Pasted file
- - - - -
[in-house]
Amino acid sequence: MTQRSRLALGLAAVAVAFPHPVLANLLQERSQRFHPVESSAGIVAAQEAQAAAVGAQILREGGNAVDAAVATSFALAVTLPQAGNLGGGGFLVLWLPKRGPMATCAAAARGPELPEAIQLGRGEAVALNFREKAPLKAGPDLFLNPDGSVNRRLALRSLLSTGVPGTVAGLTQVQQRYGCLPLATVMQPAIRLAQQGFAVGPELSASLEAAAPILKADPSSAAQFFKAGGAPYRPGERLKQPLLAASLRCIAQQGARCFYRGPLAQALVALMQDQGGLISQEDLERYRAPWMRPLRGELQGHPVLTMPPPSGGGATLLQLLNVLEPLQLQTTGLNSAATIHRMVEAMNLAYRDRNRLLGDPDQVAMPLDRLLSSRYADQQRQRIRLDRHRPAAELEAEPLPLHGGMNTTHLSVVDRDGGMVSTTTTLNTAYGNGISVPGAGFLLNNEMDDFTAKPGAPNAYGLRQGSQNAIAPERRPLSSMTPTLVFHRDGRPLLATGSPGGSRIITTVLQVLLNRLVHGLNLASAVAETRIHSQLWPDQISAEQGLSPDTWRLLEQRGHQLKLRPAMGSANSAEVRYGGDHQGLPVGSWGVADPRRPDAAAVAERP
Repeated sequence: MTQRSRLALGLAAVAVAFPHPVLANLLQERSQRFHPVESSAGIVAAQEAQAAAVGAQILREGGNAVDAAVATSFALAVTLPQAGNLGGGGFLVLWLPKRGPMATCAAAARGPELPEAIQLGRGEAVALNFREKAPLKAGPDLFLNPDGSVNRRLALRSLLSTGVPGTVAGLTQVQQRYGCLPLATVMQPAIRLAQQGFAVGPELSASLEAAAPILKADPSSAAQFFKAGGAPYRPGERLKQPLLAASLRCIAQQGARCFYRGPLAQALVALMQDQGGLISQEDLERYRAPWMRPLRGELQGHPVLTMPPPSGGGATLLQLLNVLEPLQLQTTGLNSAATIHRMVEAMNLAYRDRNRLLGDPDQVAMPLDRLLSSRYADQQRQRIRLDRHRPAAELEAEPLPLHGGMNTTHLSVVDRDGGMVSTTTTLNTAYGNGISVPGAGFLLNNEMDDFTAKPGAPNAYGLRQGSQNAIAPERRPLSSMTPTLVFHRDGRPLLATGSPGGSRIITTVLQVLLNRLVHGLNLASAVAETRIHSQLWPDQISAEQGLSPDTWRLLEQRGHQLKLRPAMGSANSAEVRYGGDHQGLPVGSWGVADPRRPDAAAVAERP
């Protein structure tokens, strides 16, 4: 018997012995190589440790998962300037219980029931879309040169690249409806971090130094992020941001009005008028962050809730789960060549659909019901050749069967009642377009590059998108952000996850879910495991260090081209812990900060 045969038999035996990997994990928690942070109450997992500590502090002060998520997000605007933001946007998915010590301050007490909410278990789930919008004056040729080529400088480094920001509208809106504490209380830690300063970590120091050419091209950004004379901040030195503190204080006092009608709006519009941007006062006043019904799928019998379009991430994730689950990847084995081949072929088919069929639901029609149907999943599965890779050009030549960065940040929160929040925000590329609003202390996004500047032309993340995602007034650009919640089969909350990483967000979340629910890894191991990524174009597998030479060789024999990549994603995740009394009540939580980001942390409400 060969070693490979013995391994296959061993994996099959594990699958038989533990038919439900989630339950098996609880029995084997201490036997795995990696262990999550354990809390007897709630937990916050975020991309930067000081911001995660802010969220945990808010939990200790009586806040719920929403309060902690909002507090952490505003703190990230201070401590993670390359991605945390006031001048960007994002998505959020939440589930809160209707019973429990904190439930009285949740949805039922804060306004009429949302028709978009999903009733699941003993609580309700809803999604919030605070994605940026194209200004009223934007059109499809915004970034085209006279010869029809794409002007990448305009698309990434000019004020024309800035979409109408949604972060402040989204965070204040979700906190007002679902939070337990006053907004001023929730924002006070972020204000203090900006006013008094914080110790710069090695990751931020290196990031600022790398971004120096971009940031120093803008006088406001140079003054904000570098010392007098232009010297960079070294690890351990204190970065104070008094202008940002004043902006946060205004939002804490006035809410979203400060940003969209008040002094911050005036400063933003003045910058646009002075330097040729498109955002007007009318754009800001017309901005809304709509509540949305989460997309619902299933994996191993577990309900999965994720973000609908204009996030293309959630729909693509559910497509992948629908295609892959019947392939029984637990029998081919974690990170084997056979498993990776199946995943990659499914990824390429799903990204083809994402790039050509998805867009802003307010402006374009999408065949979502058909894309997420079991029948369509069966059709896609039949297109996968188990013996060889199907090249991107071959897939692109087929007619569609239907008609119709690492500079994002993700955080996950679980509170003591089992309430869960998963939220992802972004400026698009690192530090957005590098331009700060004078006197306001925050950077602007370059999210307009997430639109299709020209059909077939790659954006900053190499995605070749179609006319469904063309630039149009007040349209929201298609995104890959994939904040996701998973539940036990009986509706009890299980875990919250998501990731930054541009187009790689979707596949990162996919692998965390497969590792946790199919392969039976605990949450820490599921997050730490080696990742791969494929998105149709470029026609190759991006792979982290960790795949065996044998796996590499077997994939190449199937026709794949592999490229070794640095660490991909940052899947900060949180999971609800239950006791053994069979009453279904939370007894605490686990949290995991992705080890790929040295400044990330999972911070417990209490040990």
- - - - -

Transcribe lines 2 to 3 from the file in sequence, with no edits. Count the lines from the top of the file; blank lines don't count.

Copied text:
Amino acid sequence: MTQRSRLALGLAAVAVAFPHPVLANLLQERSQRFHPVESSAGIVAAQEAQAAAVGAQILREGGNAVDAAVATSFALAVTLPQAGNLGGGGFLVLWLPKRGPMATCAAAARGPELPEAIQLGRGEAVALNFREKAPLKAGPDLFLNPDGSVNRRLALRSLLSTGVPGTVAGLTQVQQRYGCLPLATVMQPAIRLAQQGFAVGPELSASLEAAAPILKADPSSAAQFFKAGGAPYRPGERLKQPLLAASLRCIAQQGARCFYRGPLAQALVALMQDQGGLISQEDLERYRAPWMRPLRGELQGHPVLTMPPPSGGGATLLQLLNVLEPLQLQTTGLNSAATIHRMVEAMNLAYRDRNRLLGDPDQVAMPLDRLLSSRYADQQRQRIRLDRHRPAAELEAEPLPLHGGMNTTHLSVVDRDGGMVSTTTTLNTAYGNGISVPGAGFLLNNEMDDFTAKPGAPNAYGLRQGSQNAIAPERRPLSSMTPTLVFHRDGRPLLATGSPGGSRIITTVLQVLLNRLVHGLNLASAVAETRIHSQLWPDQISAEQGLSPDTWRLLEQRGHQLKLRPAMGSANSAEVRYGGDHQGLPVGSWGVADPRRPDAAAVAERP
Repeated sequence: MTQRSRLALGLAAVAVAFPHPVLANLLQERSQRFHPVESSAGIVAAQEAQAAAVGAQILREGGNAVDAAVATSFALAVTLPQAGNLGGGGFLVLWLPKRGPMATCAAAARGPELPEAIQLGRGEAVALNFREKAPLKAGPDLFLNPDGSVNRRLALRSLLSTGVPGTVAGLTQVQQRYGCLPLATVMQPAIRLAQQGFAVGPELSASLEAAAPILKADPSSAAQFFKAGGAPYRPGERLKQPLLAASLRCIAQQGARCFYRGPLAQALVALMQDQGGLISQEDLERYRAPWMRPLRGELQGHPVLTMPPPSGGGATLLQLLNVLEPLQLQTTGLNSAATIHRMVEAMNLAYRDRNRLLGDPDQVAMPLDRLLSSRYADQQRQRIRLDRHRPAAELEAEPLPLHGGMNTTHLSVVDRDGGMVSTTTTLNTAYGNGISVPGAGFLLNNEMDDFTAKPGAPNAYGLRQGSQNAIAPERRPLSSMTPTLVFHRDGRPLLATGSPGGSRIITTVLQVLLNRLVHGLNLASAVAETRIHSQLWPDQISAEQGLSPDTWRLLEQRGHQLKLRPAMGSANSAEVRYGGDHQGLPVGSWGVADPRRPDAAAVAERP